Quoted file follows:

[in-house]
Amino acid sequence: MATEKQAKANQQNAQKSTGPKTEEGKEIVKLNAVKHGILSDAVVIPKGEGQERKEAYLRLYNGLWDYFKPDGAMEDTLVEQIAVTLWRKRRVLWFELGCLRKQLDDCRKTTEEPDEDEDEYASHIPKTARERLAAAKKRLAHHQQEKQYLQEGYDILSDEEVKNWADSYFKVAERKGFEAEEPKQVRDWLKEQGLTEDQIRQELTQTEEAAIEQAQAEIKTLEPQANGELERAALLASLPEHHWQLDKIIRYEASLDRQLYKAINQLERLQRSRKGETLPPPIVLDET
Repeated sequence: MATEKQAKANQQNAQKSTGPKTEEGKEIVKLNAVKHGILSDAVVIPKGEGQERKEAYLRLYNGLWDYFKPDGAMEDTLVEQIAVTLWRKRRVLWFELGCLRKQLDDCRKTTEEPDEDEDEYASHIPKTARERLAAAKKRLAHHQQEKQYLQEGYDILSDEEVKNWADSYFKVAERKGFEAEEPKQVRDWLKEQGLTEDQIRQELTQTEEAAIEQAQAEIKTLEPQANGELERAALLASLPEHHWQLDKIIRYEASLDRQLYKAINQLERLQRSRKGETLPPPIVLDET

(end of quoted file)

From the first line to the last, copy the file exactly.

[in-house]
Amino acid sequence: MATEKQAKANQQNAQKSTGPKTEEGKEIVKLNAVKHGILSDAVVIPKGEGQERKEAYLRLYNGLWDYFKPDGAMEDTLVEQIAVTLWRKRRVLWFELGCLRKQLDDCRKTTEEPDEDEDEYASHIPKTARERLAAAKKRLAHHQQEKQYLQEGYDILSDEEVKNWADSYFKVAERKGFEAEEPKQVRDWLKEQGLTEDQIRQELTQTEEAAIEQAQAEIKTLEPQANGELERAALLASLPEHHWQLDKIIRYEASLDRQLYKAINQLERLQRSRKGETLPPPIVLDET
Repeated sequence: MATEKQAKANQQNAQKSTGPKTEEGKEIVKLNAVKHGILSDAVVIPKGEGQERKEAYLRLYNGLWDYFKPDGAMEDTLVEQIAVTLWRKRRVLWFELGCLRKQLDDCRKTTEEPDEDEDEYASHIPKTARERLAAAKKRLAHHQQEKQYLQEGYDILSDEEVKNWADSYFKVAERKGFEAEEPKQVRDWLKEQGLTEDQIRQELTQTEEAAIEQAQAEIKTLEPQANGELERAALLASLPEHHWQLDKIIRYEASLDRQLYKAINQLERLQRSRKGETLPPPIVLDET